NIOSHTIC-2 Publications Search

A prospective cohort study of the association between drinking water arsenic exposure and self-reported maternal health symptoms during pregnancy in Bangladesh.

Kile ML; Rodrigues EG; Mazumdar M; Dobson CB; Diao N; Golam M; Quamruzzaman Q; Rahman M; Christiani DC
Environ Health 2014 Apr; 13:29
BACKGROUND: Arsenic, a common groundwater pollutant, is associated with adverse reproductive health but few studies have examined its effect on maternal health. METHODS: A prospective cohort was recruited in Bangladesh from 2008-2011 (N=1,458). At enrollment (<16 weeks gestational age [WGA]), arsenic was measured in personal drinking water using inductively-coupled plasma mass spectrometry. Questionnaires collected health data at enrollment, at 28 WGA, and within one month of delivery. Adjusted odds ratios (aORs) and 95% confidence intervals (95% CI) for self-reported health symptoms were estimated for each arsenic quartile using logistic regression. RESULTS: Overall, the mean concentration of arsenic was 38 µg/L (Standard deviation, 92.7 µg/L). A total of 795 women reported one or more of the following symptoms during pregnancy (cold/flu/infection, nausea/vomiting, abdominal cramping, headache, vaginal bleeding, or swollen ankles). Compared to participants exposed to the lowest quartile of arsenic (<0.9 µg/L), the aOR for reporting any symptom during pregnancy was 0.62 (95% CI=0.44-0.88) in the second quartile, 1.83 (95% CI=1.25-2.69) in the third quartile, and 2.11 (95% CI=1.42-3.13) in the fourth quartile where the mean arsenic concentration in each quartile was 1.5 µg/L, 12.0 µg/L and 144.7 µg/L, respectively. Upon examining individual symptoms, only nausea/vomiting and abdominal cramping showed consistent associations with arsenic exposure. The odds of self-reported nausea/vomiting was 0.98 (95% CI: 0.68, 1.41), 1.52 (95% CI: 1.05, 2.18), and 1.81 (95% CI: 1.26, 2.60) in the second, third and fourth quartile of arsenic relative to the lowest quartile after adjusting for age, body mass index, second-hand tobacco smoke exposure, educational status, parity, anemia, ferritin, medication usage, type of sanitation at home, and household income. A positive trend was also observed for abdominal cramping (P for trend <0.0001). A marginal negative association was observed between arsenic quartiles and odds of self-reported cold/flu/infection (P for trend=0.08). No association was observed between arsenic and self-reported headache (P for trend=0.19). CONCLUSION: Moderate exposure to arsenic contaminated drinking water early in pregnancy was associated with increased odds of experiencing nausea/vomiting and abdominal cramping. Preventing exposure to arsenic contaminated drinking water during pregnancy could improve maternal health.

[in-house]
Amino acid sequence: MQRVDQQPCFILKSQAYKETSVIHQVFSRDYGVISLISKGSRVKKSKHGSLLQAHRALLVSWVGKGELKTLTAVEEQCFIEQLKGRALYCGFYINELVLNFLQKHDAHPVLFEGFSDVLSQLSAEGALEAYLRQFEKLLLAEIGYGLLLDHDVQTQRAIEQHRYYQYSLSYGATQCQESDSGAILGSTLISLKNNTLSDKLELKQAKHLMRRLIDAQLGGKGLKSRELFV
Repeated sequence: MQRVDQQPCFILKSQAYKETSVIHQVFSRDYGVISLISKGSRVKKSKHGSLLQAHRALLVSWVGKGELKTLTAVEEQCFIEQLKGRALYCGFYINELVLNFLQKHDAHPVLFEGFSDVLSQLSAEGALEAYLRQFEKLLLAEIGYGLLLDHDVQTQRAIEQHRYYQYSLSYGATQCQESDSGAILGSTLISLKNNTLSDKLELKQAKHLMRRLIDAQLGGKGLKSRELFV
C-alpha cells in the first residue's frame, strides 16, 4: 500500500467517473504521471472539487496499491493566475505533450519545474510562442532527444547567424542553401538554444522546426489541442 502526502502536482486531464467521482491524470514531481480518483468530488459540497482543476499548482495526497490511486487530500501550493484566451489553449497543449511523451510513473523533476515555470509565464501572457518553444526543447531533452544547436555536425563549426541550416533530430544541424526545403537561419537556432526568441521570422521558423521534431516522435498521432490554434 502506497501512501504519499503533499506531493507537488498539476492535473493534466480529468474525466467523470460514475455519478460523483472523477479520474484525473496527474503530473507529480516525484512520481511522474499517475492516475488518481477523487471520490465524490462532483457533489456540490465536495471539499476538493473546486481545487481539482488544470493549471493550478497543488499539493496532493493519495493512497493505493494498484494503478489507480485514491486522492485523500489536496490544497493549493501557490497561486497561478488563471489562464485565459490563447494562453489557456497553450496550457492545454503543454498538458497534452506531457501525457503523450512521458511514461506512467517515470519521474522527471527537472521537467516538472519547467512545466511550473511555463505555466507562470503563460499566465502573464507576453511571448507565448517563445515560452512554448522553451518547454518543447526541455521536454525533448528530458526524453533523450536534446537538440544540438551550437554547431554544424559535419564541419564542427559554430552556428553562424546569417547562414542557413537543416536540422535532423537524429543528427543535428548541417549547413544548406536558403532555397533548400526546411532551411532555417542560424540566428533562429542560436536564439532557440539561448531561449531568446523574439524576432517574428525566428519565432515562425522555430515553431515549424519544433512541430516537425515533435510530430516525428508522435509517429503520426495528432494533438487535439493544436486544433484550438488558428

Arsenic-compounds; Pollutants; Hazards; Exposure-levels; Prenatal-exposure; Pregnancy; Questionnaires; Humans; Women; Author Keywords: Arsenic; Maternal health; Nausea; Vomiting; Cramping; Environmental health; Reproductive health
Molly L Kile, Department of Public Health, College of Public Health and Human Sciences, Oregon State University, 15 Milam, Corvallis, OR 97331
Publication Date
Document Type
Journal Article
Email Address
Funding Type
Fiscal Year
Identifying No.
Grant-Number-T42-OH-008416; M102014
Source Name
Environmental Health: A Global Access Science Source
Performing Organization
Harvard School of Public Health
Page last reviewed: April 9, 2021
Content source: National Institute for Occupational Safety and Health Education and Information Division